They reunite weeks later under very humorous circumstances but Materena goes on to take a job as a professional cleaner (very different from just a cleaner, as she reminds us often) to get some extra money. However, her hands are soon going to be tied down once her daughter, Leilani, is born. (She knew it was a girl because she did the needle trick). Much of Frangipani focuses on this mother-daughter relationship and I like to say that the author, Célestine Vaite, got it right. As a child, Leilani worships her mother, but as she steps into her teen years, there is much animosity directed at her mother. Through the years, their relationship evolves, but the sentiments expressed may as well be universal.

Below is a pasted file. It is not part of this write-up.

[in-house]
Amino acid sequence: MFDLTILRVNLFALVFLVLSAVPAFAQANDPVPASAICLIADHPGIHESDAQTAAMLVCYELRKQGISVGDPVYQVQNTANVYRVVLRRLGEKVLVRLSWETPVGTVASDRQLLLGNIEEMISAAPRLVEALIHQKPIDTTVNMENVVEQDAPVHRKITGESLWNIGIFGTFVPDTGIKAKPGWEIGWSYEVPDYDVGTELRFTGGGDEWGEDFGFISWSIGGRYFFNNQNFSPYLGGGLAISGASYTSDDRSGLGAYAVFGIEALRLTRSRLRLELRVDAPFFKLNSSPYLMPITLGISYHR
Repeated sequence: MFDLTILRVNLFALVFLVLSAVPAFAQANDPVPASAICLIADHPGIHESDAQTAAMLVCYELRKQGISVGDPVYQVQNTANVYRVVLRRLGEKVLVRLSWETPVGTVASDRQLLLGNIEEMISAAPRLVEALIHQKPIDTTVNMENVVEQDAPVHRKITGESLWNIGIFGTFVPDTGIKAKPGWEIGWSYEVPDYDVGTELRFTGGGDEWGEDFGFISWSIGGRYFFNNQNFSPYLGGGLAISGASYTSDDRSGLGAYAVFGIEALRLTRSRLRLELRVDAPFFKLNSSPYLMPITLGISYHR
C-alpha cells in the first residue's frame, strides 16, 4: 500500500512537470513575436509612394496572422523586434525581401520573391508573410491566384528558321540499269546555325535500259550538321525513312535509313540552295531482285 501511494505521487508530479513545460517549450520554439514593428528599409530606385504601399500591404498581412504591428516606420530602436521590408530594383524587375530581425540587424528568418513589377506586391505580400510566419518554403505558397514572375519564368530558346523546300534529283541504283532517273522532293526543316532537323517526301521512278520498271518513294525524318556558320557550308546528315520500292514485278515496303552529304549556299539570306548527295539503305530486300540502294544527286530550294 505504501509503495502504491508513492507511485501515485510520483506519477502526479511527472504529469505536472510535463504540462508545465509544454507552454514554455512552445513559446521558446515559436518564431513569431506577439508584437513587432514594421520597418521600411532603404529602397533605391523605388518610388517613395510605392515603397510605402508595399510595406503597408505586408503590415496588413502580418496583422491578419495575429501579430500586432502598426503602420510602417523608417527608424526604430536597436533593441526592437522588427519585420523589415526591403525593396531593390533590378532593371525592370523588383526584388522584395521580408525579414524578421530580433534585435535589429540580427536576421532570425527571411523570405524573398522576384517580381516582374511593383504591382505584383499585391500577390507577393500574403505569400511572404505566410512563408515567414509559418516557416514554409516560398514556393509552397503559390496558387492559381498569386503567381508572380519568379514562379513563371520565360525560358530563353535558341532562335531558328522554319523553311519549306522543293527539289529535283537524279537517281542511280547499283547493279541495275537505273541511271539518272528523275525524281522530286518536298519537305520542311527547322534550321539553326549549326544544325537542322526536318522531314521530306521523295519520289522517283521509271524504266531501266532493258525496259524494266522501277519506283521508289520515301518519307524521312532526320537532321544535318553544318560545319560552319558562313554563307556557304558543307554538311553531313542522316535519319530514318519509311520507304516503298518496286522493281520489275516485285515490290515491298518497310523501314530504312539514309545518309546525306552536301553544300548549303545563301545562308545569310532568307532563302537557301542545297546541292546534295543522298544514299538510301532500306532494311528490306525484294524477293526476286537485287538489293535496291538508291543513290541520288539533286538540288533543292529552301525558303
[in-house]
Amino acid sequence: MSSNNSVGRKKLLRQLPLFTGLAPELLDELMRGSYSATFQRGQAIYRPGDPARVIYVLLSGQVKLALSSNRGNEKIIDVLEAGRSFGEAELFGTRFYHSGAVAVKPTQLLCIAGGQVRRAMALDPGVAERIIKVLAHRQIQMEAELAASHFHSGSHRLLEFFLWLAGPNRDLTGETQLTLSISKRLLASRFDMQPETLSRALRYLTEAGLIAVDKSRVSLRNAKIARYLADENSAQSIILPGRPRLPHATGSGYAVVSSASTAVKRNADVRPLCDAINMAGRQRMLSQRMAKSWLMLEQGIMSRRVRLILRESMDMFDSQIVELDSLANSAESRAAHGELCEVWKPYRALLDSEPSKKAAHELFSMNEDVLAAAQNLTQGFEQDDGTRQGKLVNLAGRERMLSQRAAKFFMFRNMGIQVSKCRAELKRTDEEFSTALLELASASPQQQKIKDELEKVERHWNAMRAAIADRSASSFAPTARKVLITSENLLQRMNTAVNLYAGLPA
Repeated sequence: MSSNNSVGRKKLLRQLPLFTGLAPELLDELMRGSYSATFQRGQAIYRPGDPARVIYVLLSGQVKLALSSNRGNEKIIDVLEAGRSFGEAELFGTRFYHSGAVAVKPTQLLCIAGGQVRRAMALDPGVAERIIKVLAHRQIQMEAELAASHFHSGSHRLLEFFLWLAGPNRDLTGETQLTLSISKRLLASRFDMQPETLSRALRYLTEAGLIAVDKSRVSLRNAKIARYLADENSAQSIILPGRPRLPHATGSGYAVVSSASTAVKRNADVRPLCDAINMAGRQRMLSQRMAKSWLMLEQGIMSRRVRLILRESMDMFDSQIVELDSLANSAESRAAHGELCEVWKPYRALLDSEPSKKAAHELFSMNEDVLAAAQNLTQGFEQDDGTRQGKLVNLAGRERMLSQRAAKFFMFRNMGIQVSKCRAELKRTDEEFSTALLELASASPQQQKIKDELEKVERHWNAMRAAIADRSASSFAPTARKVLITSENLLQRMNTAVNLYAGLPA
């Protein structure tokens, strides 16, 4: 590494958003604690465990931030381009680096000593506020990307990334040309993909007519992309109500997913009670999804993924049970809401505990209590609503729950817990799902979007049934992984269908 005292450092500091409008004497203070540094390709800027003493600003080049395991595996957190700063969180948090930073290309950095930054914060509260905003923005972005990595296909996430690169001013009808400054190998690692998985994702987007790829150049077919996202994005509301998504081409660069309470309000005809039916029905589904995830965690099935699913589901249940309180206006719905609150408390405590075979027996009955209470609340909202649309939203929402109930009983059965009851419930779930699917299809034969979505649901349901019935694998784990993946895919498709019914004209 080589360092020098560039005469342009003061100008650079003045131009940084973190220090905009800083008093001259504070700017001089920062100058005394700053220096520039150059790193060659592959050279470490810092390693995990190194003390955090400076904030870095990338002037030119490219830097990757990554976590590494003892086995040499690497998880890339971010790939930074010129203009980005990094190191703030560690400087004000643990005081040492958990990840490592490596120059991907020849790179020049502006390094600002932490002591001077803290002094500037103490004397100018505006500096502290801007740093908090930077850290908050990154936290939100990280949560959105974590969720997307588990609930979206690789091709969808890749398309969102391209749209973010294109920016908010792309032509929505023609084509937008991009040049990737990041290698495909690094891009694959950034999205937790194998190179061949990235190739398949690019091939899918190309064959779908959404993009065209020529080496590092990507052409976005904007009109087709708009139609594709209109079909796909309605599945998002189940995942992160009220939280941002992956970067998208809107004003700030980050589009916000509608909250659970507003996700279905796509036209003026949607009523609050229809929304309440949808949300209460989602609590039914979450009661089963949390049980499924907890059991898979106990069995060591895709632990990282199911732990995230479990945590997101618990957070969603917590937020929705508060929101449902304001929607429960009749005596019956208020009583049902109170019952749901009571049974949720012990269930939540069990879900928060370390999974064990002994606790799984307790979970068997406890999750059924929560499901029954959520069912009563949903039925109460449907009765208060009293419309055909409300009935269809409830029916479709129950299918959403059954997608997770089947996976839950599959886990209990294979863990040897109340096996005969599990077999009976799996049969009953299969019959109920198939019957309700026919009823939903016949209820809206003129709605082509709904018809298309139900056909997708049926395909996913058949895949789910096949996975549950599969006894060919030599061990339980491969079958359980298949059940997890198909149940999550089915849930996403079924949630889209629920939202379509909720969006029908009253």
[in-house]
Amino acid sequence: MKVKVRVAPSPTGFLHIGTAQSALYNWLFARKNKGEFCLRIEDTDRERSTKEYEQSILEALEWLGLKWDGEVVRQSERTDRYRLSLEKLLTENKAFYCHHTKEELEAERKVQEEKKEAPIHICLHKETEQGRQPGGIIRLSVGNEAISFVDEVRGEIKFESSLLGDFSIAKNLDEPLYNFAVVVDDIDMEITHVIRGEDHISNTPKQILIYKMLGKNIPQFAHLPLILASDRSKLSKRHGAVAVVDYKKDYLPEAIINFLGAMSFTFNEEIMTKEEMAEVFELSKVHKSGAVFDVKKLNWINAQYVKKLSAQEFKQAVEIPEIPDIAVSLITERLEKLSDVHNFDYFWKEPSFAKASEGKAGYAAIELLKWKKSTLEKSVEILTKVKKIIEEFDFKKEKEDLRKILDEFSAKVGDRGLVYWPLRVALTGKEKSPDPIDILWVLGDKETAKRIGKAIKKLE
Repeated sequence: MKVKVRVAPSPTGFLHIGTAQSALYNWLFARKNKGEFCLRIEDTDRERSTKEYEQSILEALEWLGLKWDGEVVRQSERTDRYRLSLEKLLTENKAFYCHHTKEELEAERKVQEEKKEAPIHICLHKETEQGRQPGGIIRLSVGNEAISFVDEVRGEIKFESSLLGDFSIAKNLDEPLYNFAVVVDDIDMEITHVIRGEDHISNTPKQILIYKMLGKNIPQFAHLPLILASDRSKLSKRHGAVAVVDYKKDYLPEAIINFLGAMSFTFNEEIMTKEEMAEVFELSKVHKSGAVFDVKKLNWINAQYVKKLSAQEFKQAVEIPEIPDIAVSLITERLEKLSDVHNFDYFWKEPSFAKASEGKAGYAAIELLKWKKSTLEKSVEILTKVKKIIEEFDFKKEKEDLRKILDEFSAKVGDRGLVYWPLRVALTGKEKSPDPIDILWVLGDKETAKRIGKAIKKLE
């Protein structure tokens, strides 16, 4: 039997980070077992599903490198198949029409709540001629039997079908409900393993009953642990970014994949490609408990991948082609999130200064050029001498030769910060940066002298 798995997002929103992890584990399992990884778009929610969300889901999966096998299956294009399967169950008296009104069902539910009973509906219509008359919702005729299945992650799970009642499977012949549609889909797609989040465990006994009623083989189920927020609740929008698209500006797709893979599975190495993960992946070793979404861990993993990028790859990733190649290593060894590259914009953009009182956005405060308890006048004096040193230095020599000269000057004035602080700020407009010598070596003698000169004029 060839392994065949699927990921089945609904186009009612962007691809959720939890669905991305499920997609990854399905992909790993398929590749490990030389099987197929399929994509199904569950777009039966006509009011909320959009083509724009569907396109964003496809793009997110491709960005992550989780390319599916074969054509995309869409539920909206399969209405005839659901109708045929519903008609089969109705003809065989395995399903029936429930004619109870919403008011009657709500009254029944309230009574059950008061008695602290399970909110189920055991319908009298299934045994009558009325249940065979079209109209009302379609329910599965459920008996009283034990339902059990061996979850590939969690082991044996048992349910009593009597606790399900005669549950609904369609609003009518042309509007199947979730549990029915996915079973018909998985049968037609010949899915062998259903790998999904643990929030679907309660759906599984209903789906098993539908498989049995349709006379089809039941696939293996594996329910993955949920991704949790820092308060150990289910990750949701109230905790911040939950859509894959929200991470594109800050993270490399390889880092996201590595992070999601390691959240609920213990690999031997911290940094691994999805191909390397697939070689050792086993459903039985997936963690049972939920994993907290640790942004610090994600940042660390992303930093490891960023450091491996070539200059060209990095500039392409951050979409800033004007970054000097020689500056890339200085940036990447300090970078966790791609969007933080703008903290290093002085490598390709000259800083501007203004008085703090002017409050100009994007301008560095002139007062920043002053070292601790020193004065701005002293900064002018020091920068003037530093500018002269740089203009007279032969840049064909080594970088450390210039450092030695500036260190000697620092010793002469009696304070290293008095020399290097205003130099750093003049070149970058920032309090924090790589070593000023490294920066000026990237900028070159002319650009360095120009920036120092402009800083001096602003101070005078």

There is a lot of Tahitian delight sprinkled through the book. Did you know that Tahiti is not a country but one among many islands part of French Polynesia, and part of France? The people there speak French and Tahitian. Materena says that a woman and a man should not marry until they have been together for a long long time and have had kids together. She also happens to have a very large family, including immediate family and all the many cousins she has. They all live very close to each other so any time she has to go to the Chinese store to buy something, she is sure to meet quite a few of her relatives on the way. As you read the book, you get the feeling that you are meeting almost everyone in Tahiti and they all know each other. It takes only about 2 hours to drive around the island; of course, with traffic that can be more. The "public bus" in Tahiti is called a truck and that's what most of the people there use for transport.